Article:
• Make time for fun. A youngster coping with Aspergers is still a kid. For both kids and their parents, there needs to be more to life than therapy. Schedule playtime when your youngster is most alert and awake. Figure out ways to have fun together by thinking about the things that make your youngster smile, laugh, and come out of their shell. Your youngster is likely to enjoy these activities most if they don’t seem therapeutic or educational. There are tremendous benefits that result from your enjoyment of your youngster’s company and from your youngster’s enjoyment of spending unpressured time with you. Play is an essential part of learning and shouldn’t feel like work.
• Pay attention to your youngster’s sensory sensitivities. Many kids with Aspergers are hypersensitive to light, sound, touch, taste, and smell. Other kids with Aspergers are “under-sensitive” to sensory stimuli. Figure out what sights, sounds, smells, movements, and tactile sensations trigger your Aspie’s “bad” or disruptive behaviors and what elicits a positive response. If you understand what affects your youngster, you’ll be better at troubleshooting problems, preventing situations that cause difficulties, and creating successful experiences.
7. Create a personalized Aspergers treatment plan. With so many different Aspergers treatments available, and it can be tough to figure out which approach is right for your youngster. Making things more complicated, you may hear different or even conflicting recommendations from moms and dads and docs. When putting together an Aspergers treatment plan for your youngster, keep in mind that there is no single treatment that will work for everyone. Each person on the spectrum is unique, with different strengths and weaknesses.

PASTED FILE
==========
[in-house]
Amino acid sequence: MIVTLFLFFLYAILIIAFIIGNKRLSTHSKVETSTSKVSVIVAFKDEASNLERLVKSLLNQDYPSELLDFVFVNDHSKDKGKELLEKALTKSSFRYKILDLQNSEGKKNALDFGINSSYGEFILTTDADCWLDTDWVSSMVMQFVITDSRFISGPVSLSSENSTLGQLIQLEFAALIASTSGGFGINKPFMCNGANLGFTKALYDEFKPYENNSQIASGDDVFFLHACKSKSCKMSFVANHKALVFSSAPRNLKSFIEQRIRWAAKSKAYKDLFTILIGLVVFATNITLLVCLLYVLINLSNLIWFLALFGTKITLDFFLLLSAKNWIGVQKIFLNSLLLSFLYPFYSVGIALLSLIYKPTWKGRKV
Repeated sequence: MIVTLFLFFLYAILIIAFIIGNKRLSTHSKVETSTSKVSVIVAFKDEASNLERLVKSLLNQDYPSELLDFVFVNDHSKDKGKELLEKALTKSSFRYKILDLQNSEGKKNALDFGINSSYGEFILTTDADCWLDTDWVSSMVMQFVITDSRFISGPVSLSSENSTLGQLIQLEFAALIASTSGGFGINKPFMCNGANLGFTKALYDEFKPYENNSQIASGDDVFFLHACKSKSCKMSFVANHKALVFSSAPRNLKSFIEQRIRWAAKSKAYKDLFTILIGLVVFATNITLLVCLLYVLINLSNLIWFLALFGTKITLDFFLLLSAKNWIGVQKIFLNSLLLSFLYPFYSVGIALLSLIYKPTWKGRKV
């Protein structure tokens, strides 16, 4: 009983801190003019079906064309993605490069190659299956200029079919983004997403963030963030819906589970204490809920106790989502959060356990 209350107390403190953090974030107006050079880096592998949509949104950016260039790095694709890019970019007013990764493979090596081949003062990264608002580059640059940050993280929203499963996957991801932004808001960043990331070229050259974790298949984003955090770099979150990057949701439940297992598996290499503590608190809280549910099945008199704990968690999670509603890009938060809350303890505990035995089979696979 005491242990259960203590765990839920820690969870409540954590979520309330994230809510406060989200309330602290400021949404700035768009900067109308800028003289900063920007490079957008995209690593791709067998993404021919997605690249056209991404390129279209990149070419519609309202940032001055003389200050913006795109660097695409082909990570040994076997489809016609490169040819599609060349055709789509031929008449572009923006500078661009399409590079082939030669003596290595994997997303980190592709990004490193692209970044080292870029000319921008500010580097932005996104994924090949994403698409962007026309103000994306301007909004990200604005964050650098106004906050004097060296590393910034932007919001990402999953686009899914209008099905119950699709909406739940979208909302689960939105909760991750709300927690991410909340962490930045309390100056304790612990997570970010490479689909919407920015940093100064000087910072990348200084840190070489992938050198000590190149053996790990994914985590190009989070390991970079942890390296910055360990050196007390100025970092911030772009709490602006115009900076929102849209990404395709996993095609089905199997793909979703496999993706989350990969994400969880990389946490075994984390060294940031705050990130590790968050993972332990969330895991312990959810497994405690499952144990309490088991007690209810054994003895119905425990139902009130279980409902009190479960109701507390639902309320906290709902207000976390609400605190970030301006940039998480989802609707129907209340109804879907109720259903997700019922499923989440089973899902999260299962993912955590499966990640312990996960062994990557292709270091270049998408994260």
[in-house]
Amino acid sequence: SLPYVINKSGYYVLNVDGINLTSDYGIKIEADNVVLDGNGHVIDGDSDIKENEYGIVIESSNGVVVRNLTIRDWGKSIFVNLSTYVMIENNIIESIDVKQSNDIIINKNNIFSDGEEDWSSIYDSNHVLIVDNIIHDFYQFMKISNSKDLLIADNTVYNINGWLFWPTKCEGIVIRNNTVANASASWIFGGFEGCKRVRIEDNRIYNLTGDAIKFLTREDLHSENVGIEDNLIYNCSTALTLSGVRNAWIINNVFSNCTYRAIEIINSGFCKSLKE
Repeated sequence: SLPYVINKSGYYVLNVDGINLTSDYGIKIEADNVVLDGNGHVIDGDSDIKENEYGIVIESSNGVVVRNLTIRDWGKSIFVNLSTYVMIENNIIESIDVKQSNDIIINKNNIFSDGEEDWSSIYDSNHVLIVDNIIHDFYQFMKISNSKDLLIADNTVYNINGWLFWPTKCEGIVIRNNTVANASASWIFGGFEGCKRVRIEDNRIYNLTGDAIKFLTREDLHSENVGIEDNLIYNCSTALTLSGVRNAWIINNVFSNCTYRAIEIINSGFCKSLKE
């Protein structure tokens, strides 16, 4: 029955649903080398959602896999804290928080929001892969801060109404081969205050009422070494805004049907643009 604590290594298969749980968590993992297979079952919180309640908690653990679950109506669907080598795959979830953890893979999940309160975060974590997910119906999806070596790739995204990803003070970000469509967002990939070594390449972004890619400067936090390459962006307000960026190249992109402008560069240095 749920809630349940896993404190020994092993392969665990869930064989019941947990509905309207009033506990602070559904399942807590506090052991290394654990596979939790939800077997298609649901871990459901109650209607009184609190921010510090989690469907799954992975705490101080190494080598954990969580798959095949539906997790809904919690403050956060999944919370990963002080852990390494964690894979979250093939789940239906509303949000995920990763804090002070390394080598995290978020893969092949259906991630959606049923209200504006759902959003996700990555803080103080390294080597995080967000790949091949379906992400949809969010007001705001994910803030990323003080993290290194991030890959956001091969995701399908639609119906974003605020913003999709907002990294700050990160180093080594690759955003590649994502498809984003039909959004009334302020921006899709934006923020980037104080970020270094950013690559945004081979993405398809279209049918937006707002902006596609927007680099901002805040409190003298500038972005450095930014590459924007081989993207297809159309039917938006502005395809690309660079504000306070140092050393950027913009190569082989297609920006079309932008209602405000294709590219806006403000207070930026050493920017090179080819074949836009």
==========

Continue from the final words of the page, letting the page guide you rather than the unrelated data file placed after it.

Your youngster’s treatment should be tailored according to his or her individual needs. You know your youngster best, so it’s up to you to make sure those needs are being met. You can do that by asking yourself the following questions:
A good Aspergers treatment plan will:
- Actively engage your youngster's attention in highly structured activities.
- Build on your youngster's interests.
- Involve the moms and dads.
- Offer a predictable schedule.
- Provide regular reinforcement of behavior.
- Teach tasks as a series of simple steps.
Keep in mind that no matter what Aspergers treatment plan is chosen, your involvement is vital to success. You can help your youngster get the most out of treatment by working hand-in-hand with the Aspergers treatment team and following through with the therapy at home.
When it comes to Aspergers treatment, there are a dizzying variety of therapies and approaches. Some Aspergers therapies focus on reducing problematic behaviors and building communication and social skills, while others deal with sensory integration problems, motor skills, emotional issues, and food sensitivities.
With so many choices, it is extremely important to do your research, talk to Aspergers treatment experts, and ask questions. But keep in mind that you don't have to choose just one type of therapy. The goal of Aspergers treatment should be to treat all of your youngster's symptoms and needs. This often requires a combined treatment approach that takes advantage of many different types of therapy.
Common Aspergers treatments include behavior therapy, speech-language therapy, play-based therapy, physical therapy, occupational therapy, and nutritional therapy.
8. Find help and support. Caring for a youngster with Aspergers and HFA can demand a lot of energy and time. There may be days when you feel overwhelmed, stressed, or discouraged. Parenting isn’t ever easy, and raising a youngster with special needs is even more challenging. It’s essential that you take care of yourself in order to be the best parent you can be.